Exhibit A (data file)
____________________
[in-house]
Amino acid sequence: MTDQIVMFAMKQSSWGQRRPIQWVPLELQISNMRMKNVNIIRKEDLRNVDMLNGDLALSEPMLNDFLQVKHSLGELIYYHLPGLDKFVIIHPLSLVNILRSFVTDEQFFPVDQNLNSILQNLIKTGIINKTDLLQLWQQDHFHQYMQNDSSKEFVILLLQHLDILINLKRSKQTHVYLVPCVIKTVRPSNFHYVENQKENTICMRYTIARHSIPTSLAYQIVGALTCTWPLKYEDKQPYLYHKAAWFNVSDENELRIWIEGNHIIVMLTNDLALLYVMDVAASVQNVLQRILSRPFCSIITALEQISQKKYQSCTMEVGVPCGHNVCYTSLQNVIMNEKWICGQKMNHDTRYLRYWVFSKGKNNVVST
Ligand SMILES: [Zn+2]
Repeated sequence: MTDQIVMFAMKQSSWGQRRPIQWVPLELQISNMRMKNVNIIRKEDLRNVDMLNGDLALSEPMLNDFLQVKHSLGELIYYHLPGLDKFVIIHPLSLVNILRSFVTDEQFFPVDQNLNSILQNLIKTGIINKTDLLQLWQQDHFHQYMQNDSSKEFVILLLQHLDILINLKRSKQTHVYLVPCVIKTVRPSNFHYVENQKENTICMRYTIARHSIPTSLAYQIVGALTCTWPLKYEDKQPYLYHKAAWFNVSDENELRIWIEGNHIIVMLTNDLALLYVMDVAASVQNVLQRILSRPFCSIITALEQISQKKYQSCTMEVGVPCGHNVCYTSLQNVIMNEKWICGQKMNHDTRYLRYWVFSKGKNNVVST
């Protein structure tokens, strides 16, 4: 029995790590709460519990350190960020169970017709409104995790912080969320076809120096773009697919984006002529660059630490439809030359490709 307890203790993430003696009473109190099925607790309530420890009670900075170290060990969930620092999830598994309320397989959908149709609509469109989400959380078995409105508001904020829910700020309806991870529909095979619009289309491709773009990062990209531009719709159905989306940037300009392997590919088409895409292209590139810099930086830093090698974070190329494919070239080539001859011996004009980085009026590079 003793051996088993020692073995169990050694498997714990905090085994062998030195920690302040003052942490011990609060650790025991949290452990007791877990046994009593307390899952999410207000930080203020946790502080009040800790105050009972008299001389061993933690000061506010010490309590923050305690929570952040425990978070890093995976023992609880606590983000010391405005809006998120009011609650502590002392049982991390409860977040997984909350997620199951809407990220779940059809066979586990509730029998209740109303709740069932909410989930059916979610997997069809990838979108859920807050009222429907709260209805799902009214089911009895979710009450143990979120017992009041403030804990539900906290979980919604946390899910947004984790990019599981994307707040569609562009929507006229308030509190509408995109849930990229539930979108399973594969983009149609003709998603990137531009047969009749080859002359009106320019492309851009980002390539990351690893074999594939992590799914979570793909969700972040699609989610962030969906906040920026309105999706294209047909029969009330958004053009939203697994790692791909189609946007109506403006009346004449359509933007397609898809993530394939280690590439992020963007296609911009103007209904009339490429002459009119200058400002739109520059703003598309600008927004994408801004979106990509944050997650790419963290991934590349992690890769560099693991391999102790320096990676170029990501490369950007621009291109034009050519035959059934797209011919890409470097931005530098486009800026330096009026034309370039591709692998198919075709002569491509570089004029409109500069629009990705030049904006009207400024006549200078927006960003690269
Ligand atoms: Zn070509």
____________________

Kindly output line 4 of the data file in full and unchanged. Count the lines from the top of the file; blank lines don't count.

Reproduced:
Repeated sequence: MTDQIVMFAMKQSSWGQRRPIQWVPLELQISNMRMKNVNIIRKEDLRNVDMLNGDLALSEPMLNDFLQVKHSLGELIYYHLPGLDKFVIIHPLSLVNILRSFVTDEQFFPVDQNLNSILQNLIKTGIINKTDLLQLWQQDHFHQYMQNDSSKEFVILLLQHLDILINLKRSKQTHVYLVPCVIKTVRPSNFHYVENQKENTICMRYTIARHSIPTSLAYQIVGALTCTWPLKYEDKQPYLYHKAAWFNVSDENELRIWIEGNHIIVMLTNDLALLYVMDVAASVQNVLQRILSRPFCSIITALEQISQKKYQSCTMEVGVPCGHNVCYTSLQNVIMNEKWICGQKMNHDTRYLRYWVFSKGKNNVVST